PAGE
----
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Can the Internet Democratize Capitalism?

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Posted on Feb 22, 2014

jumpinjimmyjava (CC BY 2.0)

By Yanis Varoufakis

(Page 5)

In this context, the notion that the democratic deficit can be dealt with by some technological fix (i.e. some variant of e’democracy) is absurd. The Internet has granted the weaker and poorer their personal Speaker’s Corner within cyberspace but has not created an e’Assembly in which they can over-rule the powerful minority who control the economic sphere. An e’Mob has been created, even an e’Demos. But it has not been admitted into anything resembling a genuine e’Democracy.

Granted that e’Democracy is impossible now, could it become possible in the future? And if so, under what conditions? To materialise, e’democracy must help breach the two-century old divide between political and economic power by introducing direct political control of the production and distribution processes at the micro level; at the level of the enterprise. Is something like this possible? No and yes.

? No, because it is hard to imagine that the Internet can break down the monopoly of capital’s power over labour in societies where labour is chronically under-employed due to the structural failures of existing ologopolistic capitalism.

? Yes, because the Internet (and related technologies) can, potentially, break down the foundation of existing oligopolistic capitalism, precisely as the steam-engine spelled the end of feudal production and distribution processes.

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In conclusion, this paper argued that the Internet’s democratising potential is understood best through an historical re-evaluation of democracy’s inner contradictions. Ancient Athens was characterised by such a delicious contradiction: the slaves’ unfreedom was pivotal in making citizenship particularly valuable for the free labourers. Their actual freedom depended on other people’s slavery. In modern times, citizenship and formal freedom are widespread but highly devalued. This devaluation partly explains why citizenship was spread so liberally around and, at once, foreshadowed voter apathy and the diminution of the political sphere. The burning question is: Can citizenship be simultaneously widespread and valuable?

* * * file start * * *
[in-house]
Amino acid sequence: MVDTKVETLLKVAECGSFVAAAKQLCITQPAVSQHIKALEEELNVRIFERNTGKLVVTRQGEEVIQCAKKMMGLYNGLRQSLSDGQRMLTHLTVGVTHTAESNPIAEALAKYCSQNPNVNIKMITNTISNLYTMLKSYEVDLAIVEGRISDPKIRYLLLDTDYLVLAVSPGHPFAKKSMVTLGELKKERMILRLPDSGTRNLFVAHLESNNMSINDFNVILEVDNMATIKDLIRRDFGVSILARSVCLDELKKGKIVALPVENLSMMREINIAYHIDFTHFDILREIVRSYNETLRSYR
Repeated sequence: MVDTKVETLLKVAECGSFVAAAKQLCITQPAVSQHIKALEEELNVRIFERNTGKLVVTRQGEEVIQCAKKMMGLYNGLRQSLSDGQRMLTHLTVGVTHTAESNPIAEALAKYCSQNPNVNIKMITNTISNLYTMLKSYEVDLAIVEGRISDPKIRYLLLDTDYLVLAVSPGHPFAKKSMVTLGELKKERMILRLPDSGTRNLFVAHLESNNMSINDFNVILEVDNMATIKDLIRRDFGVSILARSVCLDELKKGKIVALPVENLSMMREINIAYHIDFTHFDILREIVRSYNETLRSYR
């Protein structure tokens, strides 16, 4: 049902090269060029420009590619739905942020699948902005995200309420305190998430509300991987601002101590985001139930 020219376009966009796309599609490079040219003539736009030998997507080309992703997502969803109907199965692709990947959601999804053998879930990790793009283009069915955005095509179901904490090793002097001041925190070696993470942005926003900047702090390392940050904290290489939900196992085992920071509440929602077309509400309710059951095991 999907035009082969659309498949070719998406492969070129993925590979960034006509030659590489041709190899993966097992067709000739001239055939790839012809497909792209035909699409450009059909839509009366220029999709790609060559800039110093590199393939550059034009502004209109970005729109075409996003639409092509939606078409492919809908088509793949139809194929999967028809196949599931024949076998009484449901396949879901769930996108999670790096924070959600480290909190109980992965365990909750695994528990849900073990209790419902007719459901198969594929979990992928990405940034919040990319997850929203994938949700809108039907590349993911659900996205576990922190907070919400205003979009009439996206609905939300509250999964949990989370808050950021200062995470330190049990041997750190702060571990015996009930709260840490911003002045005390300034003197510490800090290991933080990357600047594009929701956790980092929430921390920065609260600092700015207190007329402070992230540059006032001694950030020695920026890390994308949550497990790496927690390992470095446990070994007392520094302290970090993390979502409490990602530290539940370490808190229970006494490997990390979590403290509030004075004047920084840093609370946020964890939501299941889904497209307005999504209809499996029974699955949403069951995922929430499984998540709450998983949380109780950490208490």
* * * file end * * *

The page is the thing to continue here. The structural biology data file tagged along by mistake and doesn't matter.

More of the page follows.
The good news is that it can. The bad news is that for citizenship to be simultaneouly widespread and valuable, the political sphere must claw back much of the authority that it has lost to the economic sphere; first at the time of the Enclosures and, more recently, after the 2008 debacle. None of that ‘clawing back’ will result automatically from our splendid connectivity through Twitter, Facebook and various other Apps and Internet resources. They may give us voice but they will not grant us isegoria. To create isegoria, and thus to empower citizens broadly, our ‘connected’ social economy must not only allow rulers and citizens to communicate but should also feature multiple networks enabling consumers, labourers and innovators to form units of production which create and distribute value in a participatory manner; in a manner such that no one employs anyone and everyone contributes labour and ideas while being rewarded according to contribution but also need.

Of course this requires nothing short of a revolution in the foundations of capitalist production. It will not happen through idle chatter in the social media. If it happens, it will occur as the Internet undermines the currently dominant corporate model which relies on the segregation between non-labouring shareholders and labouring non-owners. Only when the capitalist type of firm loses its ‘evolutionary fitness’, due to technological Internet-based innovations, and gives its place to a new type of participatory production model, will the political and the economic sphere become integrated again in a manner consistent with democratic principles. Then e’democracy may be born as our e’Demos reclaims control of the economic sphere.


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